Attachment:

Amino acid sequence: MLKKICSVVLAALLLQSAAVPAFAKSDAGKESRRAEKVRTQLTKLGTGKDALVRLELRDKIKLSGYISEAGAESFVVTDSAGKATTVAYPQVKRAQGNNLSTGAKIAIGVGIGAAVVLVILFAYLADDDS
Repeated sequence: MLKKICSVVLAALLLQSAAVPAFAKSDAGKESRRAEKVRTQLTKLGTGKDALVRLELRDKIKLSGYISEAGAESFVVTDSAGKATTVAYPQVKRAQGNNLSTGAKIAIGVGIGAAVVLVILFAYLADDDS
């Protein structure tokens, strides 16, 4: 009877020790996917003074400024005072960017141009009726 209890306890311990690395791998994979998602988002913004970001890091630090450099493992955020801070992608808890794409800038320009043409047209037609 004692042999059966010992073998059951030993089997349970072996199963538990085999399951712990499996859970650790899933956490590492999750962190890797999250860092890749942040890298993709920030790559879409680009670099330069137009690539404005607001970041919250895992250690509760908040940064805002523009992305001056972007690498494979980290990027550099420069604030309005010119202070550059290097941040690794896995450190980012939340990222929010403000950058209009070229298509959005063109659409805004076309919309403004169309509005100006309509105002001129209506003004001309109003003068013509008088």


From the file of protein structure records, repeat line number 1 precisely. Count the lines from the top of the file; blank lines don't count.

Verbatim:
Amino acid sequence: MLKKICSVVLAALLLQSAAVPAFAKSDAGKESRRAEKVRTQLTKLGTGKDALVRLELRDKIKLSGYISEAGAESFVVTDSAGKATTVAYPQVKRAQGNNLSTGAKIAIGVGIGAAVVLVILFAYLADDDS